The kale-hued sign outside the storefront in Manhattan’s Chinatown read “sg”—instantly recognizable shorthand for Sweetgreen, the eco-chic chain known for its salads and grain bowls. But during its operating hours over two weeks in July, anyone who attempted to purchase food there left empty-handed.
The small space at 16B Orchard Street is home to the gallery Chinatown Soup, which the artist Alexander Si transformed into a simulation of a Sweetgreen outpost from 12 to 24 July. Replicas of communal benches and a shelf displaying compostable bowls were visible behind the glass facade, which featured convincing decals with the chain’s motto and instructions to place orders online. A sign on one wall announced the business’s core values, ranging from “Win, Win Win” to “Live the Sweet Life”.
Si, who installed sweet green (2022) as part of his residency at Chinatown Soup, says one of his goals was to scrutinise the racial hierarchies evident in the literal white space of Sweetgreen, where people of colour, largely, serve mostly white customers at a breakneck pace. “I still don’t mind going there myself, but the more I go, the weirder it becomes because I’m looking at the juxtaposition between the staff and the clientele, and there’s an avoidance of eye contact between them,” Si says. “That feeling of uncomfortable awkwardness is where I began researching the company and looking more into how everything is so designed.”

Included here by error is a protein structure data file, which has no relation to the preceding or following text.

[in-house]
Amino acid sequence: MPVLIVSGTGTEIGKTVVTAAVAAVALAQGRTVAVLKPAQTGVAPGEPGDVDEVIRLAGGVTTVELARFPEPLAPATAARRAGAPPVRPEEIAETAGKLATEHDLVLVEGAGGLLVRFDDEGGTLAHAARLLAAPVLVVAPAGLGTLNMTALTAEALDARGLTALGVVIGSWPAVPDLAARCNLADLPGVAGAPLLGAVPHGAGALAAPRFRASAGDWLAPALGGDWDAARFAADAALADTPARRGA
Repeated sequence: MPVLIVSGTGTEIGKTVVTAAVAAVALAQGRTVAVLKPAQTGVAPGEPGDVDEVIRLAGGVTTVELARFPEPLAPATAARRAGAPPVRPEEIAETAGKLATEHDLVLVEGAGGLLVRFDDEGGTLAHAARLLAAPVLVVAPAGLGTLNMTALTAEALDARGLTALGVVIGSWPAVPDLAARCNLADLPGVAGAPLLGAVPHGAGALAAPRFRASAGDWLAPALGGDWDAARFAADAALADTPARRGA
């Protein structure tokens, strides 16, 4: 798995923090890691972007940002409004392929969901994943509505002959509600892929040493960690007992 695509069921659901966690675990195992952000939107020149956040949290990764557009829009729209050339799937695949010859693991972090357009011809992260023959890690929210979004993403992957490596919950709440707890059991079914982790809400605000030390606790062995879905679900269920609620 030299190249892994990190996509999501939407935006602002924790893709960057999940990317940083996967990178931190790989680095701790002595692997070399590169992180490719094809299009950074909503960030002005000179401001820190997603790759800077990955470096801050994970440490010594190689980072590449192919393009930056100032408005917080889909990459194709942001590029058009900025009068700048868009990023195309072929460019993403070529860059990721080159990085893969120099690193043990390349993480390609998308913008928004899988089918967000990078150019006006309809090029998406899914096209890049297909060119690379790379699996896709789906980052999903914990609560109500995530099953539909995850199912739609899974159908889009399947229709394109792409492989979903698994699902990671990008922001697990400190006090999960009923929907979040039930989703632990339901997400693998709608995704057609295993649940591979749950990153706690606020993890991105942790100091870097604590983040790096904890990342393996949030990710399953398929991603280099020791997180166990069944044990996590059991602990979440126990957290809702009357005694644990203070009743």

Born in China, Si studied in Toronto before moving to New York in 2019; he lives on East Broadway, a stone’s throw from Chinatown Soup. His interest in peeling back Sweetgreen’s look to critique ubiquitous power dynamics stems, in part, from this migration story. “I always had this kind of American dream, and there’s that tier of businesses—Sweetgreen, Juice Press, SoulCycle, Warby Parker—that cluster of brands, to me in the early 2010s, signalled a type of Americanness, of being able to blend in,” he says. “I’ll go in, and I feel kind of high class, and a little white, too.”